Medical marijuana sales are expected to grow by 15% this year to hit $1.5 billion, dispensaries are launching in several new markets across the country and retail cannabis stores are gearing up to open in Colorado and Washington.
Expectations for – and excitement surrounding – the future of the marijuana industry are understandably high. So it would be reasonable to assume that publicly traded companies involved in the cannabis space are growing gangbusters.
But quarterly financial documents released by several of the more prominent firms paint a decidedly different picture, showing that the industry’s recent growth and its future potential aren’t necessarily translating into huge profits for public cannabis companies. At least not yet.
The results highlight the difficulties these companies face as they try to capitalize on an expanding – yet highly unpredictable and volatile – market centered on a product that is still technically illegal.
– Medical Marijuana Inc., which owns several companies involved in the cannabis and hemp industries, recently released audited first-quarter results that differ greatly from the initial, unaudited results provided several weeks prior0. Although sales grew by more than 20% on a year-over-year basis, revenue came in much lower than previously reported ($2.19 million in the audited results vs. $8.45 million in the unaudited results) The underlying business therefore isn’t nearly as strong as it seemed to be, and some investors remain highly critical of the company. And while Medical Marijuana Inc. reported a roughly fivefold increase in net income, most of it was tied to “extraordinary” one-time items that the company likely won’t benefit from in future quarters. Without those items, the company’s income would have fallen by 50%.
– MedBox Inc., which has made headlines over the past year for its automated cannabis vending machines, reported a healthy 20% increase in revenues during the first three months of 2013 but saw its profit cut in half. A big reason for the earnings decline: increasing expenses for marketing and commissions – a sign that the company is having to spend more money to generate each sale.
– GrowLife Inc., which provides cultivation technology and equipment, saw its net loss widen significantly in the first quarter. While its overall revenues rose sevenfold, that growth was tied solely to recent acquisitions. On a pro forma basis – which can provide a better measure of performance by factoring in the financial data of the acquired companies for the first quarter of 2012, not just for the first quarter of 2013 – revenue actually declined more than 40%.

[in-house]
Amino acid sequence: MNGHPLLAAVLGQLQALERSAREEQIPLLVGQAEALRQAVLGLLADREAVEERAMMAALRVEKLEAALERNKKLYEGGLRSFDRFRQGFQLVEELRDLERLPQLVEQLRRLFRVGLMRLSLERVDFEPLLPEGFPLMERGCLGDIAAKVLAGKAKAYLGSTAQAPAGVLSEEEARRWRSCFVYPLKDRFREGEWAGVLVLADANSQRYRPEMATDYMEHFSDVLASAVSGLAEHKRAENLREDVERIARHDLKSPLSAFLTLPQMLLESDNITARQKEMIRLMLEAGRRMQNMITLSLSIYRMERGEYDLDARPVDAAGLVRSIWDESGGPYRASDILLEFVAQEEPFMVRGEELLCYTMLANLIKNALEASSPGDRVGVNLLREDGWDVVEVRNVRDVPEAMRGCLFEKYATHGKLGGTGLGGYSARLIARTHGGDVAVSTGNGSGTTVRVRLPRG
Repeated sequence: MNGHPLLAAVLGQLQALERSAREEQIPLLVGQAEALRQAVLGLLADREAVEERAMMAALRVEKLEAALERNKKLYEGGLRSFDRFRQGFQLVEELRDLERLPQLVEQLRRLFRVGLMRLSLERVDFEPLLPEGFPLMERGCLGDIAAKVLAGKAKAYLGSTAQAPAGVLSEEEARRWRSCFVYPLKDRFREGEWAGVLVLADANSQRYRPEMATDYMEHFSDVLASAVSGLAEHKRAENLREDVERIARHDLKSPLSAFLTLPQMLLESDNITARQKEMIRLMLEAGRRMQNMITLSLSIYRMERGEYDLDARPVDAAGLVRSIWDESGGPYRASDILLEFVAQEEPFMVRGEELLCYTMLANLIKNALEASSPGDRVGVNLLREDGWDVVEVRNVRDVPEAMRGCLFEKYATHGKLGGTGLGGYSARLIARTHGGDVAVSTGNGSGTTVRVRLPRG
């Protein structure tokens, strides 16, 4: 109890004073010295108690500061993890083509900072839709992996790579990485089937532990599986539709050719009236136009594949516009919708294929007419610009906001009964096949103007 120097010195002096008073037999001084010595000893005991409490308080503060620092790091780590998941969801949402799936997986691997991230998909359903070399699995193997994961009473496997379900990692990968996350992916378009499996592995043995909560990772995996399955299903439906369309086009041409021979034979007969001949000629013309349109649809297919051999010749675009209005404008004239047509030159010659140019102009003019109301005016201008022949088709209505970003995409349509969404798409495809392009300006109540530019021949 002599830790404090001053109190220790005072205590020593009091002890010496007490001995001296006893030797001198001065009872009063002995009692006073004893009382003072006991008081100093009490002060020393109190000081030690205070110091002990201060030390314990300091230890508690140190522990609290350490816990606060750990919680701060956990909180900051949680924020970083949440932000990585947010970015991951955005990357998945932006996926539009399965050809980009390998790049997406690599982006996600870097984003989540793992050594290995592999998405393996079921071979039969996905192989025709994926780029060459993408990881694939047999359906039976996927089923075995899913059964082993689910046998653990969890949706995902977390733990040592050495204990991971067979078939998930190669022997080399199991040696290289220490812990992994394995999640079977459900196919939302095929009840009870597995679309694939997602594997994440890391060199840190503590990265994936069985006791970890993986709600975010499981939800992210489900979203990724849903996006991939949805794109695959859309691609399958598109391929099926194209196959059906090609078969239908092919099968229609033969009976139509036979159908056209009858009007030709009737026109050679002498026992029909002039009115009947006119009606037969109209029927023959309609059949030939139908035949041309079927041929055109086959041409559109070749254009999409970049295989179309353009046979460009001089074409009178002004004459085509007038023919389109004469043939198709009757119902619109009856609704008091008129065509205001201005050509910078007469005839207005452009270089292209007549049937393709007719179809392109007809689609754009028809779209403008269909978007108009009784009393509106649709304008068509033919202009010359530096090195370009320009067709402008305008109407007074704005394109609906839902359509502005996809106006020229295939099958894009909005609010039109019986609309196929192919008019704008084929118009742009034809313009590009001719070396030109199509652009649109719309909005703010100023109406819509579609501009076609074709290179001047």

Other publicly traded companies also posted mixed or disappointing results. Terra Tech Corp., for instance, generated revenue of just $66,121 – a sharp decline from half a million a year earlier – and also swung to a loss. Some publicly traded marijuana-related companies either don’t report quarterly data or haven’t filed them yet, making it difficult to tell how they’re performing. Cannabis Science – which struggled last year, posting a significant revenue decline and a large net loss – missed its deadline to submit its Q1 report.
It’s difficult to pinpoint why publicly traded marijuana firms haven’t been able to take off. But several factors are likely at play, including the inherent challenges of operating in this industry, the difficulties in developing a truly national MMJ company given the legality issues and patchwork of laws across across the country, and the specific products and services offered.
Investors certainly seem to be concerned about the financial health of these companies, sending their shares down in recent months. Most public cannabis firms are now hovering near the lower end of their 52-week range.
This could change later in this year if the industry takes off as expected and continues to mature. But it could be a long time before any publicly traded marijuana firm really gains – and holds – substantial momentum.